How to run faster – from couch potato to podium.


Most people, once they start jogging or running, reach a point where they want to learn to run faster, especially if they are relatively young, so let me tell you my own story.

In my mid twenties I was practically a vegetable. Weighing just 7 stones, I had spent the previous 7 or 8 years systematically destroying my body and mind with a 40 a day cigarette habit, drinking round the clock and hardly bothering to eat. If I ate it was usually chocolate bars or junk food.

Within a couple of years I was a very good club runner, running 5.10- 5.20 second mile pace, winning local fun runs and placing well in serious road races. I ran a 1hr 13 min half marathon, sub 33 minutes for 10k and sub 16mins for 5k. I wouldn’t describe myself as a natural born runner having short legs. So how did I manage it?

I gave up smoking, went for long walks and then started jogging. I started doing fun runs then joined a club (a very important move) and got access to tougher competition internally and externally. I raced as often as I could – sometimes 4 times a week, over different distances from 1000 metres up to 15 miles. Once I even did a 10 mile race in the morning, jumped in my car and drive to the other side of London for a cross country final. There’s nothing that trains you to race faster better than racing faster!

My training regime when not racing so frequently? I did a long run of up to 2-3 hours once a week, a short interval session (for example 12 x 1 minute flat out with 1 minute recoveries) and a longer interval session of 1000-1500 metres repetitions, done maybe 4-6 times, with equal distance jog recoveries. Once you’re confident you can complete the distance, racing and doing those kind of intervals are the best way to get faster, but do take enough easy or rest days in between (something It took me a long time to learn).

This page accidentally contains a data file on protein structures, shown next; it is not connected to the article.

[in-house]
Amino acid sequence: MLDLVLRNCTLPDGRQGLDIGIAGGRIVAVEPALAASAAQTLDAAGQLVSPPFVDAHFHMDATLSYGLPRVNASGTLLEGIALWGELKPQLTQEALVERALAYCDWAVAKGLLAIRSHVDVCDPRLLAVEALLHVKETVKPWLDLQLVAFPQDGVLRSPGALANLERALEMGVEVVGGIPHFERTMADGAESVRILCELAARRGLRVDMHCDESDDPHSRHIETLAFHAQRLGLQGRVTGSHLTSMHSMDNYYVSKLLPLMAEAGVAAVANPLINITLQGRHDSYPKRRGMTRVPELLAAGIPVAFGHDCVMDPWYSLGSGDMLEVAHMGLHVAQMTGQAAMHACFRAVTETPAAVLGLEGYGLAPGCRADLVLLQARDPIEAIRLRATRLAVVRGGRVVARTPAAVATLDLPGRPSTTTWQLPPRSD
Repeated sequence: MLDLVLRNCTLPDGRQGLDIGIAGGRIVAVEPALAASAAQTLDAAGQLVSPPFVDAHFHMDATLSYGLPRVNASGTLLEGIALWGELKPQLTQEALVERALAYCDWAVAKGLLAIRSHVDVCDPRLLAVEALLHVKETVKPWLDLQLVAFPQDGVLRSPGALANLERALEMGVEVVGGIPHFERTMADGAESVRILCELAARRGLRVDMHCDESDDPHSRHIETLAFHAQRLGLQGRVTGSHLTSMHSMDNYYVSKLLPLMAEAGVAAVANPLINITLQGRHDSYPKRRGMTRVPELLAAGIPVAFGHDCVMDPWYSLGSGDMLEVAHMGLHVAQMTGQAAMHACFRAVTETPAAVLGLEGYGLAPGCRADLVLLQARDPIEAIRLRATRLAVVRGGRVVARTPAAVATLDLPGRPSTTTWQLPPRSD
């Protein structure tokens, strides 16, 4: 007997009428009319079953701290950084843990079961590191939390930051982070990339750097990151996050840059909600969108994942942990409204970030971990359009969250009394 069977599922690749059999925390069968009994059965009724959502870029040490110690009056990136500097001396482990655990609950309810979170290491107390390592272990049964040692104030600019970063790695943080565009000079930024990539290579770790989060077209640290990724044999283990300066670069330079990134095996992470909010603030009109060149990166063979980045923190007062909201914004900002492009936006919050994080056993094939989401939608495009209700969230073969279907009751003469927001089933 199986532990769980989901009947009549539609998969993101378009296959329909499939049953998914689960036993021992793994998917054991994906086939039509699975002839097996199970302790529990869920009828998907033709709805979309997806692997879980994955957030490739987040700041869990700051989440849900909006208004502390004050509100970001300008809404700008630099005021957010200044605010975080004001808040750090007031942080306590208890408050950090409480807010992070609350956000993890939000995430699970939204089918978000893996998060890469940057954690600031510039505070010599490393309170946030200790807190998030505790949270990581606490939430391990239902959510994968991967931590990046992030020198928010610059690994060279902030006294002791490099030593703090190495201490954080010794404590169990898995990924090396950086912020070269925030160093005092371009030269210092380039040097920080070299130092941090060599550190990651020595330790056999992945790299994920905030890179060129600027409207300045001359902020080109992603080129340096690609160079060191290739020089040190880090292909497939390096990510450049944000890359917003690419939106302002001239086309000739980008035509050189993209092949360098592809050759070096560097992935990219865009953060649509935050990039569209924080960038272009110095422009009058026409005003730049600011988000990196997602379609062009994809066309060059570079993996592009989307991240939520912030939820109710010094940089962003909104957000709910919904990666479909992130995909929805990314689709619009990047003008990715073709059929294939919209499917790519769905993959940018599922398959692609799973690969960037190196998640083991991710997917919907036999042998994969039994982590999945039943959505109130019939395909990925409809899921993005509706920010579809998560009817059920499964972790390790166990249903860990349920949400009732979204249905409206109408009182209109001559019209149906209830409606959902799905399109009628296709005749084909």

There are many other ways to improve – proper nutrition and sleep, lack of stress, strength and conditioning gym work etc. However, the best training is always that which is specific to your goal, whatever that is. If you want to race faster, you have to condition your body gradually to the discomfort of running faster and there is a kind of pleasure in pushing yourself into the red zone, knowing that you are fulfilling your body’s true potential. So, if speed is your aim, cut out the pointless steady state miles in the middle heart rate zone because these are just hindering recovery for the hard sessions.

Just my own experience for what it’s worth, for those who are interested.

David 07504439555.

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